Oh, and observe the wonderful PR language contained within this news article under the title, “University gets in shape for the future” –

Goodbye Pittville x

Spoken Word

Very recently, as those of you may have noticed on my Twitter feed, a lot of my time has been spent down at my local pub. Work obligations, work experience, lectures, seminars and essays are still being achieved. Just that any time I regard as spare is spent around the corner in a pub called St Paul’s Tavern.

The pub until a few months ago was notoriously regarded as one of the rougher pubs in Cheltenham. Better described as a brothel, drug den and sprinkled with all the vice heavy drinking can lead to. Even being near to the pub at night would bring great distress to passing residents. Eventually the pub was closed down after having received countless shiny warnings and ASBOs.

Since then the pub has taken over new ownership.  Any chavs (a word which is thought to have derived from Cheltenham’s Ladies College/Cheltenham College to mean ‘Cheltenham average’) have been bailed out and to this very day are still being arrested for being disorderly around the pub.

So where am I going with this article? Quite simply this is a local story about how one pub has built up new business, thus changed its image and beginning to thrive. It all began when one of my friends moved into his house opposite the pub. Clearly he had to try the pub and as I only live around the corner this was opportune for me as well.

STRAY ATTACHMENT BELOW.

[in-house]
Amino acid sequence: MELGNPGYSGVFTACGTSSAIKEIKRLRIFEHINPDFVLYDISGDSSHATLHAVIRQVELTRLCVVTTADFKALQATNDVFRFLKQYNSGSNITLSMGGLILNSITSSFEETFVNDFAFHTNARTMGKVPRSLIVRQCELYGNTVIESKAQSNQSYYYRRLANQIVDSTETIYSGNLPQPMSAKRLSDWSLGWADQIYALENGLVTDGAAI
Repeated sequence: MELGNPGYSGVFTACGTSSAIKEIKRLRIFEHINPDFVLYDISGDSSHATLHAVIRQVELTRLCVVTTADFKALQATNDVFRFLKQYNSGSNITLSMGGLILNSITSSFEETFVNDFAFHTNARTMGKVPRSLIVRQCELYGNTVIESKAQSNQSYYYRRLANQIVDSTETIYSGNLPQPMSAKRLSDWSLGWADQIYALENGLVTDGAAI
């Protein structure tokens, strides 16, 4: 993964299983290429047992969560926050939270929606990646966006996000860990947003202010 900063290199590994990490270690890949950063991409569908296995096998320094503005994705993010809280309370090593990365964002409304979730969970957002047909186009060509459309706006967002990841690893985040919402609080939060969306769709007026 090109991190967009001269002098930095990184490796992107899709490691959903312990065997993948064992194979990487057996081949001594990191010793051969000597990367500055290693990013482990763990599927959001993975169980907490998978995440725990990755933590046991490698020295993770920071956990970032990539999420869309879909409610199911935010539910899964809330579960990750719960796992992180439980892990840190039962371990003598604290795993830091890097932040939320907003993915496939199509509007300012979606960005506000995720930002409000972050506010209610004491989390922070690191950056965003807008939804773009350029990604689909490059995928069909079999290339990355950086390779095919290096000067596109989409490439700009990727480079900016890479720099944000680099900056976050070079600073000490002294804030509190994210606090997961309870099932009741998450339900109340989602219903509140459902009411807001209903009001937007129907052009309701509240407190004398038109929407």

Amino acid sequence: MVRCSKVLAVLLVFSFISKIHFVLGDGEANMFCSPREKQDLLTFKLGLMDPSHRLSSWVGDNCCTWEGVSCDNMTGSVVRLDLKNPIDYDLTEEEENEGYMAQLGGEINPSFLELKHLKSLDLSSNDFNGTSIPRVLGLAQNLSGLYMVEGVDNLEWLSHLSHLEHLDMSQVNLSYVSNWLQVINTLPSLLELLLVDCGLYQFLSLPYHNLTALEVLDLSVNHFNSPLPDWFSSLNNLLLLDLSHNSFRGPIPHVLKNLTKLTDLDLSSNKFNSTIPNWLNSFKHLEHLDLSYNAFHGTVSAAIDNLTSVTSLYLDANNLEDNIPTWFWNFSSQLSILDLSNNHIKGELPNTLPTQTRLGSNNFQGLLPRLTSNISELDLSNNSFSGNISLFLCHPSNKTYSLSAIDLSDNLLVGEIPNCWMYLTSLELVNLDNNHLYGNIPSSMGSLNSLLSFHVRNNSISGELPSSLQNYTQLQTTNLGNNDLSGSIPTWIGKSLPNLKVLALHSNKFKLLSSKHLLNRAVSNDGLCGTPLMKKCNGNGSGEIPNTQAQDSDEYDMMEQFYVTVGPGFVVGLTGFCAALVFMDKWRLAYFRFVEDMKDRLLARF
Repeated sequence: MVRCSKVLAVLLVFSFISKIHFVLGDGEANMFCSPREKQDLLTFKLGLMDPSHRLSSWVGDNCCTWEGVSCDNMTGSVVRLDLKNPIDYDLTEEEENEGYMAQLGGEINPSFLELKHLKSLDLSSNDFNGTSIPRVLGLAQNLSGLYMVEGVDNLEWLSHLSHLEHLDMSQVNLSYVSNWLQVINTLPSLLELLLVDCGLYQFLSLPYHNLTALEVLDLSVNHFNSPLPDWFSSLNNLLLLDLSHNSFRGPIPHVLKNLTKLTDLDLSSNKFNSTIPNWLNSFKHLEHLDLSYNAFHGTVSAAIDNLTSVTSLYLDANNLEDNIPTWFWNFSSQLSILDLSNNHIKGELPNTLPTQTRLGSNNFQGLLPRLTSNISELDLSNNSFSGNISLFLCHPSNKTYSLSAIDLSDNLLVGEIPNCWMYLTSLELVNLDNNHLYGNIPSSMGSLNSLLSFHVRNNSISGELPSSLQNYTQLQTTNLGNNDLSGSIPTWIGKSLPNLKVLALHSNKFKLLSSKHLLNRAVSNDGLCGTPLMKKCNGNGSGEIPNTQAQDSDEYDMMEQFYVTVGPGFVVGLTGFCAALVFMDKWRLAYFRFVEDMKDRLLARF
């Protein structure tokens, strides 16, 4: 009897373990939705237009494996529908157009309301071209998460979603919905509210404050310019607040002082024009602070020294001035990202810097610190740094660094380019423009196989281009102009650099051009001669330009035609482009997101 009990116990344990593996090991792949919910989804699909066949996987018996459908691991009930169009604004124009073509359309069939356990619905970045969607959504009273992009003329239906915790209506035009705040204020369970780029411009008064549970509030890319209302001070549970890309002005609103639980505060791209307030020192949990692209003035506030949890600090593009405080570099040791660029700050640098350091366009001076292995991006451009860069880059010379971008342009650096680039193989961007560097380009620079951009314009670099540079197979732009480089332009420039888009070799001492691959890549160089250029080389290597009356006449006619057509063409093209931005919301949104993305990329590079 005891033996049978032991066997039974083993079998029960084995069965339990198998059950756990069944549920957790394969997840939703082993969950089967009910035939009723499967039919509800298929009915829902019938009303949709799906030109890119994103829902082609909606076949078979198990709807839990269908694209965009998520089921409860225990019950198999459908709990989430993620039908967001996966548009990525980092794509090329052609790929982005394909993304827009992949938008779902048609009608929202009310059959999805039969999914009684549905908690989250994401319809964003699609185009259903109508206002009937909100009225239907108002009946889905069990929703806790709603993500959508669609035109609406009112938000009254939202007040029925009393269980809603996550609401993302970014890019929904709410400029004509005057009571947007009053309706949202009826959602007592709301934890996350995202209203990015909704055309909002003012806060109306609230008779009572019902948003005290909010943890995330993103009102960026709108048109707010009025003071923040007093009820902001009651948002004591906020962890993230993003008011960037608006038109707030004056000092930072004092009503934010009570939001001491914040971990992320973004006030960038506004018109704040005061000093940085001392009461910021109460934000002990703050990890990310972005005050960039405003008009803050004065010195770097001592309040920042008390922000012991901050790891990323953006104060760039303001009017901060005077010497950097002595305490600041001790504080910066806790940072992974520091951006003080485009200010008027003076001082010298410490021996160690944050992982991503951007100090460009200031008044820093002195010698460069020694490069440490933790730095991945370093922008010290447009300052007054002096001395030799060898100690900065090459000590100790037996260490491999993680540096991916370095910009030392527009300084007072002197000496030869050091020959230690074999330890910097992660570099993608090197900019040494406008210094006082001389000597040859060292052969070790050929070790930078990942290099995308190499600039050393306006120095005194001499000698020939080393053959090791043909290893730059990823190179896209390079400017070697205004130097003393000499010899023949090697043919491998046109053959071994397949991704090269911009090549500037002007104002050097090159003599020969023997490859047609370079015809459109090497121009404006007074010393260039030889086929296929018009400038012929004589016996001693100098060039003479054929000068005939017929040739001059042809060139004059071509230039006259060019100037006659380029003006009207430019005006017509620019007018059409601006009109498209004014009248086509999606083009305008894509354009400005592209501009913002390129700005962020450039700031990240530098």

We liked the pub. As a big fan of real ales the pub instantly took my fancy with their offerings of Fire Fly and Yellow Hammer. The bar staff are extremely friendly, personable and one girl is even doing the same Philosophy module as me. These pleasant impressions caused us to invite two more of our friends.

For the following two weeks a network of our friends visited the pub. One evening, by pure chance really, we all arrived at the pub at the same time. The pub on the Saturday evening is usually quiet. However this particular evening there were at least 30 of us all buying and socialising.

Near the end of the evening the barman/boss beckoned towards me and my friend. We stood in the corner, away from our friends and at first I was worried. Wondered if something had gone wrong, some mistake had occurred. There was a smile upon his face though and he asked us calmly, neutrally,

“Are these all your friends?”

“Yes, well, they all came by chance really” I replied.

He smiled and gave us both a shot of St Paul’s Passion, an originally created, refreshing drink which looks a bit like Tequila Sunrise.

At the end of the evening I had my last smoke for the evening outside. This is when the landlady informed me that all day they had been pestered by the local chavs. A window had almost been broken; a five year old boy almost went to hospital and the police made a few arrests. Hope was almost lost for restarting the pub business again, that evening all our friends gave the pub hope again.

Spoken word is the most powerful method of raising awareness, it serves as the foundation of Public Relations and I have just witnesses it in full force. Spoken word alone has the potential to change the image of St Paul’s Tavern and it is paid only through friendliness, kindness and free shots.